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Re: Contextual auto-escaping corner cases

From: Ian Hickson <ian@hixie.ch>
Date: Fri, 15 Mar 2013 15:25:38 -0700
Message-ID: <CAP2znoYuUDSPGsOcWw+DU26+xZrr0pNuuAf5N3sr0x=xFi4GQg@mail.gmail.com>
To: mikesamuel@gmail.com
Cc: "Tab Atkins Jr." <jackalmage@gmail.com>, "public-script-coord@w3.org" <public-script-coord@w3.org>
On Thu, Mar 14, 2013 at 1:46 PM, Mike Samuel <mikesamuel@gmail.com> wrote:

> > What would be autoescaped in something like:
> >
> >    h`<img src="${scheme}://${host}:${port}/${path}/${file}.${ext}"
> >          srcset="${file1} ${w1}w, ${file2} ${w2}w"
> >          alt="${alt}"
> >          data-logger-url="logger?id=${id}&key=1234">
> >
> > ...? (where h`` is your autoescaper; obviously pretend that part is the
> > done however your syntax would really work, and strip newlines if
> > necessary, obviously.)
>
> The parts in the src are all URI encoded.


How? Each part needs a different kind of encoding. How do you know that
${scheme} is supposed to be a scheme? How do you know whether to allow "@"
or ":" in ${host}?

Given that scheme, host, port, path, file, and ext are all already
sanitised and escaped, how do you avoid corrupting the filename,
overescaping "%20" to "%2520"?

Autoescaping on the src="" line here *introduces bugs*.

If you don't autoescape in srcset="" or data-logger-url, then the author
relying on autoescaping means that the code is now vulnerable. All because
autoescaping lulls the author into a false sense of security.

But if you _do_ autoescape in srcset, then how do you know how to do it?
What if it was:

   srcset="${set1} ${set2}"

...where set1 contains "a.png 100w 1x, b.png 100w 2x" and set2 contains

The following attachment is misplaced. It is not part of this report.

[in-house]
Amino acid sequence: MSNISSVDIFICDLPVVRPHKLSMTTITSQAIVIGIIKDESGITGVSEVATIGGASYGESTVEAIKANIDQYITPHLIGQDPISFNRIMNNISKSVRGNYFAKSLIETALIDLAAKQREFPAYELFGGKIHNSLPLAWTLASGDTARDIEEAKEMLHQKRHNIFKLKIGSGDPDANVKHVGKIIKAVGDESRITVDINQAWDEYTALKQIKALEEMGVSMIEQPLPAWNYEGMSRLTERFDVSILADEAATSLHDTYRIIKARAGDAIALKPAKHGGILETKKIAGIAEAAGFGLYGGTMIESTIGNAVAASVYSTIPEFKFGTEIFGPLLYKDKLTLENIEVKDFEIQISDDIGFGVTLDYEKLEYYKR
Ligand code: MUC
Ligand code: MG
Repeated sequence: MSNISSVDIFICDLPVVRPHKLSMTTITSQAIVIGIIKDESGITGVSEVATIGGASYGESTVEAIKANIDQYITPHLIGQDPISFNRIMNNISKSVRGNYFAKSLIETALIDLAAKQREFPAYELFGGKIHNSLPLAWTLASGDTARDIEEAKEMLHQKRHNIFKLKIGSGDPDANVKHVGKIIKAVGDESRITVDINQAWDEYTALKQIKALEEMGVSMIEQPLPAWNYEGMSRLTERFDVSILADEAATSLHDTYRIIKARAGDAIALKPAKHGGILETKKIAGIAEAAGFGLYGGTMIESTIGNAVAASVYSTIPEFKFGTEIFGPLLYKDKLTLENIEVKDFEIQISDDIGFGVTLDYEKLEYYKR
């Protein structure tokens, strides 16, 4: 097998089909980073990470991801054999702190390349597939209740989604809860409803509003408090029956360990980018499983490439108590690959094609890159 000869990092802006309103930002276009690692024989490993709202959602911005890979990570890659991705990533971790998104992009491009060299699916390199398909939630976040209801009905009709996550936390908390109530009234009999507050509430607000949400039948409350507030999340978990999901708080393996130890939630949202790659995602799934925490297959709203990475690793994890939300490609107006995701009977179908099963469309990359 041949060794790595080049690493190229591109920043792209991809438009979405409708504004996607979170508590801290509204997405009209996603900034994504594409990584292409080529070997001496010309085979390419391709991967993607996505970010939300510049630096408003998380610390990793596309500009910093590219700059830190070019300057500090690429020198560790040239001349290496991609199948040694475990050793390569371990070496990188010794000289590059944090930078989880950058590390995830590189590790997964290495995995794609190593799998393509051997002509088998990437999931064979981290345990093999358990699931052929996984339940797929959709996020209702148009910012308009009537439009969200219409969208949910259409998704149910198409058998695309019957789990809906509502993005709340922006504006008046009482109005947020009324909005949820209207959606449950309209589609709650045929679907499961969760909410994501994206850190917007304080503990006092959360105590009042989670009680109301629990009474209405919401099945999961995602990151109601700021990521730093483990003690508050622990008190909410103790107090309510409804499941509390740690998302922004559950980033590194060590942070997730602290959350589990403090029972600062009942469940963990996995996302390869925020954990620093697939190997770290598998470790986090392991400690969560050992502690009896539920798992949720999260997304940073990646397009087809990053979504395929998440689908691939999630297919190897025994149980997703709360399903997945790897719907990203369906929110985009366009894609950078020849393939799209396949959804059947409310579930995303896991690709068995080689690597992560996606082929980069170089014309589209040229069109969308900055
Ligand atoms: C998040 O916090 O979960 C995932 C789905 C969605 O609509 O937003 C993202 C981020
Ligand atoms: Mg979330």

"c.png 1x, d.png 2x"? Do you know escape the spaces, corrupting the data?
What if set1 contains "?" and set2 contains "2x"? Do you escape the "?"?



> > Or this:
> >
> >    x`<div style="color: ${colorModeA}"
> >           data-style-mode-a="color: ${colorModeA}"
> >           data-style-mode-b="color: ${colorModeB}"
> >           data-style-mode-c="color: ${colorModeC}"></div>`
> >
> > ...where script switches in the new style="" attribute values dynamically
> > based on e.g. some game state?
>
> This is no different in principle than the first.  Closure templates
> does not include heuristics for style, since it never showed up in any
> template code -- web devs manipulate the class attribute when they
> want to switch styling.
>

How is an author supposed to know when something is safe and when it's not,
if the author even thinks about it?


> How about this:
> >
> >    x`<img width="${width}"
> >           src="${profile.cgi?username=${username}&size=${width}}">
> >      <script>
> >       var x = new Image(${width});
> >       x.src = 'profile.cgi?username=${username}&size=${width}';
> >      </script>`;
>
> Quite.  We really need an intercession layer for the DOM that lets us
> intercept assignments to sensitive properties and do late-binding of
> escaper to templates.  Yay proxies.


That doesn't answer the question of what happens here.



> > How about:
> >
> >    x`<p>Paste this WLAML command: AB=2%\*2*11*22;GA=${GADATA}*41</p>`
>
> Social engineering will affect all technical solutions as shown in
> this E4H template
>
> <>{x}</>
>
> with
>
> x = "Paste this into your URL bar : javascript:pwnMe()"
>

Your response is a non-sequitur. It's an injection attack, the attacker
controls the GADATA part, not the "paste" part.

Suppose WLAML is a language for controlling a CAD/CAM lathe. ${GADATA}
contains the value for a pattern to use in the lathing. It might contain
"*" characters, but they must be escaped with "\" or they'll be
misinterpreted as the speed value, which has been set here to "41" in the
GA parameter (and to 11*22 in the AB parameter).

An author who is used to autoescaping just won't think about the fact that
the autoescaper has no clue what's going on here. So they'll right the code
above, and an attacker can inject "0*99999" as the lathing pattern, and the
unsuspecting victim tries to put that in their lathe, and the lathe spins
so fast that the blade is ejected out of the device and breaks a window.


I just don't see how any autoescaper can ever get this reliably right often
enough to actually be a net increase in security. IMHO, autoescaping is
actively harmful for security, because it leads authors to rely on
something unreliable, makes it so they think they don't have to understand
what's going on, and makes debugging harder via behind-the-scenes "magic".
Any time you can't tell what's actually going on just by looking at the
source code, you are going to have bugs. This is an area where bugs can
lead to a disaster (such as XSS).

-- 
Ian Hickson
Received on Friday, 15 March 2013 22:26:06 UTC

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